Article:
BEtreat workshops are designed for leaders in social learning, communities of practice and networks. Participants bring their projects and challenges that most closely represent their work experiences to a workshop. During an intensive four days they develop their capabilities in leadership and facilitation for communities of practice and professional networks. There are two types of workshops, and early bird registration ends August 30.
State of the art
October 7 – 10, 2014
This workshop is for people who want a systematic overview and firm grasp of current principles and practice applied to their context. Participants will explore best practices and work together to review and apply established models, approaches and techniques to their challenges – from starting up, to cultivating, and to monitoring the value.
October 14 – 17, 2014
This workshop is for people who are familiar with existing models and practice and want to develop more pioneering aspects of the field. Participants will explore emerging issues in social learning – as it applies to their particular context – as well as models and approaches still in development.
Workshop attendance is limited to 10-15 people, either in-person (in Penticton) or online, and they are facilitated by Beverly and Etienne Wenger-Trayner. Together, they are furthering the theory and practice of social learning leadership worldwide.
Beverly is a learning theorist and consultant specializing in communities of practice and social learning systems. Her expertise encompasses both the design of learning architectures and the facilitation of processes, activities, and use of new technologies. Etienne is a globally-recognized thought leader and consultant in the field of social learning and communities of practice. He has authored and co-authored seminal articles and books on the topic, including Situated Learning, where the term “community of practice” was coined.
BCcampus awarded two $600 scholarships toward tuition for the workshop.
Daniel Iwama is a student-practitioner and the Community of Practice Coordinator at UBC’s Centre for Teaching, Learning, and Technology. He is intimately involved in the development, continued support, and transitioning of 14 active communities of practice (CoPs). Reoccurring questions that have underpinned his recent work include: What are the best online tools for supporting “digital communities”? What are effective approaches to scheduling and facilitating online CoP meetings? When impetus for a CoP comes from outside the membership itself, how can active participation be encouraged and core membership developed?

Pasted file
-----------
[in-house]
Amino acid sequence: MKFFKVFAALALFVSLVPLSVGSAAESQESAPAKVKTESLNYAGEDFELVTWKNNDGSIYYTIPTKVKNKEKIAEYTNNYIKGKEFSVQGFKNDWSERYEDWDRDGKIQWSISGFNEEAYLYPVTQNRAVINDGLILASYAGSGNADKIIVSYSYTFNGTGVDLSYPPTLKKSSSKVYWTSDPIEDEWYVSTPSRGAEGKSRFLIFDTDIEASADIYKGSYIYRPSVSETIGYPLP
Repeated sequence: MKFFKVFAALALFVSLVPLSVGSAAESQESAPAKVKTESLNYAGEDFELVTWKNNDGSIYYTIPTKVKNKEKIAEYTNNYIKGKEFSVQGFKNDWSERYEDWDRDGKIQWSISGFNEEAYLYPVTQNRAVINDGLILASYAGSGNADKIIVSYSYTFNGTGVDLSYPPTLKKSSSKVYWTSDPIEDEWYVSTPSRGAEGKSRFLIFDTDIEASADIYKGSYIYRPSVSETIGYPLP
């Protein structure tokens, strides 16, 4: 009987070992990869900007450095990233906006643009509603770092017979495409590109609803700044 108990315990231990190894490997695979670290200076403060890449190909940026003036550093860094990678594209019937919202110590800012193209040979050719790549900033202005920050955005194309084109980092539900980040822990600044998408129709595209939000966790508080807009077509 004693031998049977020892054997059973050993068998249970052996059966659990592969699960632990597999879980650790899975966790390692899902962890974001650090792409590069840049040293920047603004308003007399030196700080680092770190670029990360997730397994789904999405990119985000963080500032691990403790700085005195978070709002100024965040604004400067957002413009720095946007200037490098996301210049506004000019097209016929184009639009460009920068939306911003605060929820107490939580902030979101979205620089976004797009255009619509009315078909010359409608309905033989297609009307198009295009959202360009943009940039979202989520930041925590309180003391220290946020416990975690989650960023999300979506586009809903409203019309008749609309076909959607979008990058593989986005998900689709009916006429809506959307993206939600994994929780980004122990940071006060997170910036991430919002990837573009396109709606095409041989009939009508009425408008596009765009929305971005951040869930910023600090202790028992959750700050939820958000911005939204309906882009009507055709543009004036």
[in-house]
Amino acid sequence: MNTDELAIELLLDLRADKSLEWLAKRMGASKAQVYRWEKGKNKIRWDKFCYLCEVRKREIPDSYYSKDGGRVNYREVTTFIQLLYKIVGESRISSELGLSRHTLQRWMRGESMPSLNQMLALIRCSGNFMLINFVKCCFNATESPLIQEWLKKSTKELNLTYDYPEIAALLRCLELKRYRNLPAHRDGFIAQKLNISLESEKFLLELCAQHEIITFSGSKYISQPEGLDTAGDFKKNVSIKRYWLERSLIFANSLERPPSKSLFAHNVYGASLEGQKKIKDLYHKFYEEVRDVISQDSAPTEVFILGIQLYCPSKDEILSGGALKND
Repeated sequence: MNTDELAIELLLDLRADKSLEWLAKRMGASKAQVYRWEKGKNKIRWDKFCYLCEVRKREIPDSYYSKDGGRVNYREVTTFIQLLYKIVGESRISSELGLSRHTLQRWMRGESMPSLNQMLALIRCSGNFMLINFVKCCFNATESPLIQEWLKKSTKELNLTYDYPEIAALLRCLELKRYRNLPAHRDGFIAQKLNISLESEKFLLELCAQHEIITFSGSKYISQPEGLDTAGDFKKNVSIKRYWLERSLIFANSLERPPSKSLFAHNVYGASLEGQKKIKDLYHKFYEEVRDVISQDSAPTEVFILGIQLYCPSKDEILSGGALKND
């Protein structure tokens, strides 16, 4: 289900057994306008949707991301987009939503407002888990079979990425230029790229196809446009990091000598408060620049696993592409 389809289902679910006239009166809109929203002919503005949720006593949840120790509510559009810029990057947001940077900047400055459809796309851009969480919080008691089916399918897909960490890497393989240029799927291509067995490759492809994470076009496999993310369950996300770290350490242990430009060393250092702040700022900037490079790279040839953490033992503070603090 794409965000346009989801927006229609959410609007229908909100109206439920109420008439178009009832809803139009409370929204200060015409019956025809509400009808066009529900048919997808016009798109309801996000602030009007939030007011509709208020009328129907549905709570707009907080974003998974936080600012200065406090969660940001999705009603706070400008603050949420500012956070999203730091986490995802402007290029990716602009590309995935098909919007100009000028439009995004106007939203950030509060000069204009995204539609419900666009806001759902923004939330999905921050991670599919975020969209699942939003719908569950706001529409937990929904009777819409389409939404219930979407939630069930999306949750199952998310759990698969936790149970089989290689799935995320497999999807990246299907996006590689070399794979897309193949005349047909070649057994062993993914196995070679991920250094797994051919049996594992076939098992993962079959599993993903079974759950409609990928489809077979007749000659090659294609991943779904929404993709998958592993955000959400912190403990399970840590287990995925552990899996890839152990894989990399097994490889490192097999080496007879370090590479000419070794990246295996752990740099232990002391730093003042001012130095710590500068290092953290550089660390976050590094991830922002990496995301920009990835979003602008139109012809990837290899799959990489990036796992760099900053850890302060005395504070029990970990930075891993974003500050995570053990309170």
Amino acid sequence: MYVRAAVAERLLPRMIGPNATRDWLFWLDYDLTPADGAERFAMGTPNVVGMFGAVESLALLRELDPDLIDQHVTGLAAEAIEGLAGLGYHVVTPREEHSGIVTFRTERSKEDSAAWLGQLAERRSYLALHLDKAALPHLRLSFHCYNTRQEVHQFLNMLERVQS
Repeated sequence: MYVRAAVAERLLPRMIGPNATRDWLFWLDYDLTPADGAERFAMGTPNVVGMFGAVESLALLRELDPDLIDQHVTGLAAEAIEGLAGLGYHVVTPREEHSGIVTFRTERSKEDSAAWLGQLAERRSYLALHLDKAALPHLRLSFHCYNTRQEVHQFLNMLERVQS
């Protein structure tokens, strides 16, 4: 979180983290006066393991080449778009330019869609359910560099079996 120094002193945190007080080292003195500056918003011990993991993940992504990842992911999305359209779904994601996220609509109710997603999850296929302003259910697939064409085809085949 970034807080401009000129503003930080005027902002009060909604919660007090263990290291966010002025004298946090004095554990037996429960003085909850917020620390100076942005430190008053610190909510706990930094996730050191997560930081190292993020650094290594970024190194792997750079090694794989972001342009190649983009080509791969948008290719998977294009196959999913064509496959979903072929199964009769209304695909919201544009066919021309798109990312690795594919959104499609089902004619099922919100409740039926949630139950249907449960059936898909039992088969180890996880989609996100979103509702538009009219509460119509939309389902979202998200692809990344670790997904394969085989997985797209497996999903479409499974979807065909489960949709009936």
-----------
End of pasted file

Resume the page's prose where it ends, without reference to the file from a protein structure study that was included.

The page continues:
Melissa Jakubec is the Provost’s Fellow for Blended and Innovative Learning at Thompson Rivers University. She is part of TRU’s Center for Student Engagement and Learning Innovation, and tasked with increasing faculty participation and adoption of blended learning strategies, as well as other innovative approaches to teaching and learning. She has worked with individual faculty members to enhance their teaching, as well as larger projects to transform programs from entirely face-to-face offerings to a blended format.
“As a student-practitioner, I have recently completed the requirements towards my Master’s in community planning here at UBC … I find my need for professional development ramping up just as my formal education winds down.I hope to not only to draw from the strategies and successes of others, but also to share the methods and approaches that have worked well in my own practice.” Daniel Iwama, Community of Practice Coordinator, UBC Centre for Teaching, Learning, and Technology.
“I believe the strategies in these workshops would be beneficial to my work with individuals and smaller groups of faculty. In the coming year, I intend to start a community of practice around blended learning at TRU, including faculty from both our TRU and Williams Lake campus. The BETreat workshop will give me additional skills and models to achieve this goal.” – Melissa Jakubec, Provost’s Fellow for Blended and Innovative Learning, Thompson Rivers University.